By now, the process is almost routine. A major technology or defense company announces a serious security breach and suspicion quickly falls on China-based attackers. While U.S. officials have been coy about naming the culprit, preferring to say only that a nation-state was most likely behind the attacks, they have recently been more willing to raise the heat on Beijing by calling China out. So far, this naming and shaming does not seem to have had any effect on the calculus of Chinese hacking, and this is unlikely to change in the near-term. As a result, companies will have to continue to remain vigilant and take defense into their own hands.
The motivations for Chinese hacking are not mysterious. Government officials there are unhappy with China being the "factory to the world" – it is labor- and energy-intensive and damages the environment – and desperately want to move the country into higher-value sectors. To do this, China has significantly ramped up research-and-development spending, but it has also relied on foreign industrial espionage directed at high-tech companies. Hackers have also targeted the negotiation strategies and financial information of energy and banking companies.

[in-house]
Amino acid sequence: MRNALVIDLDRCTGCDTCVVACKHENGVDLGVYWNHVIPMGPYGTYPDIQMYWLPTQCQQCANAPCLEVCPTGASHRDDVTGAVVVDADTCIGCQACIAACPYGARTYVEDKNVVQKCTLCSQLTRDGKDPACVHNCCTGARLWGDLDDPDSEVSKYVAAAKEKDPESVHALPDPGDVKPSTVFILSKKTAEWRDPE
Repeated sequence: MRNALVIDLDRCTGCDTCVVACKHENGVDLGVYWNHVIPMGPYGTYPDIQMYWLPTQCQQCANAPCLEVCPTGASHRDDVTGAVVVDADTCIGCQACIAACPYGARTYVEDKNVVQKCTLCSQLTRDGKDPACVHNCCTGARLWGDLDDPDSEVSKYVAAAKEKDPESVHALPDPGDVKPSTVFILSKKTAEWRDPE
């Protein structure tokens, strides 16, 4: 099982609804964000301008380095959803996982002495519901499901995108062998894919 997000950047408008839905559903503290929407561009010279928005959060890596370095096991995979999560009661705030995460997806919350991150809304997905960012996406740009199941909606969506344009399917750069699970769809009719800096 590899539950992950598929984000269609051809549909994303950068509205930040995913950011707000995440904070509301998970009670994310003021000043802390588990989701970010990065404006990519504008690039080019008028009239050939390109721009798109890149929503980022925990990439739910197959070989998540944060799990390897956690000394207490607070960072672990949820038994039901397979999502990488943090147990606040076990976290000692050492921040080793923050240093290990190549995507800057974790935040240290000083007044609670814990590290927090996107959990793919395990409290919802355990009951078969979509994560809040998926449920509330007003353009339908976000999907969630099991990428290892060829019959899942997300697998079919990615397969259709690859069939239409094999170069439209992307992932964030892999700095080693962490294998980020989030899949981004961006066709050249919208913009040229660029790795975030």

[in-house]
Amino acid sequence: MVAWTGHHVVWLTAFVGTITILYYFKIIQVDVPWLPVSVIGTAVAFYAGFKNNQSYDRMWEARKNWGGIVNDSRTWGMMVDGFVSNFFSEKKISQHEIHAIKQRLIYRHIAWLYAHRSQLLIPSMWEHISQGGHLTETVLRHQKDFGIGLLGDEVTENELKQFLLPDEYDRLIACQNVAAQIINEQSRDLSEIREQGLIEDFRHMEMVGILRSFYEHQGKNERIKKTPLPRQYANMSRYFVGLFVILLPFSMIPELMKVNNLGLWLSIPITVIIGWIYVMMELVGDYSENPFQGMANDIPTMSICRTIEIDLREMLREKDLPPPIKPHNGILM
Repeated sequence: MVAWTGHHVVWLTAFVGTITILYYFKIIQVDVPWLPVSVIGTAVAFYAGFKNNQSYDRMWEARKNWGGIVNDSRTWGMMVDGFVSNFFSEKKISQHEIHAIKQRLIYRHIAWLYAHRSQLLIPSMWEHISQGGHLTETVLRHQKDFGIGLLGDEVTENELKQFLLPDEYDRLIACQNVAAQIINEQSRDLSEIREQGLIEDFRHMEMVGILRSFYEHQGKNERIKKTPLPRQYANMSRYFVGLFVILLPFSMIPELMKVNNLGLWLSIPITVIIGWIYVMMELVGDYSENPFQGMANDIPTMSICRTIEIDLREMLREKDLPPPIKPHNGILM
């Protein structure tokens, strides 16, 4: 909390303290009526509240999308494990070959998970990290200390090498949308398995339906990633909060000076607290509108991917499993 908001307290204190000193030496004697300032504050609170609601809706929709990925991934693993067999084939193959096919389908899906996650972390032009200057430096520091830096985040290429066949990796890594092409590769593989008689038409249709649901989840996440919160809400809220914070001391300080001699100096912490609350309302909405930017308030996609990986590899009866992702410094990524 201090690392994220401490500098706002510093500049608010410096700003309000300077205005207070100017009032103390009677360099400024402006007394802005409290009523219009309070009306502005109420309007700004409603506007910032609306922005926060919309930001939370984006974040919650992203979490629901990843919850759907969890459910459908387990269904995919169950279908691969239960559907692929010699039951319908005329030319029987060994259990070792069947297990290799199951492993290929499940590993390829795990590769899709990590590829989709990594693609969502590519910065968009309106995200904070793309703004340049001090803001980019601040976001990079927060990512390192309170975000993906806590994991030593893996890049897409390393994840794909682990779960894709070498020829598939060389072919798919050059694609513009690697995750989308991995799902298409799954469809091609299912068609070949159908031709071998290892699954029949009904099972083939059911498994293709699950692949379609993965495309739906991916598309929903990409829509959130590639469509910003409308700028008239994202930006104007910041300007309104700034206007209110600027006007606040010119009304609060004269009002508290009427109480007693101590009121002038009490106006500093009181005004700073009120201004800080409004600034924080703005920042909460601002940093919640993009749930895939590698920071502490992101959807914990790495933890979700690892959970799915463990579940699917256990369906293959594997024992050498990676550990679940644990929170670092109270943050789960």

Some types of hacking also act as a societal release valve, venting nationalistic feelings. Chinese officials, for example, turned a blind eye when hackers defaced the Nobel Foundation website after rights activist Liu Xiaobo won the Nobel Peace Prize in October 2010. Finally, open-source Chinese defense writings stress the importance of cyber attacks – both in the opening stage of a military conflict and as a deterrent to "outside powers."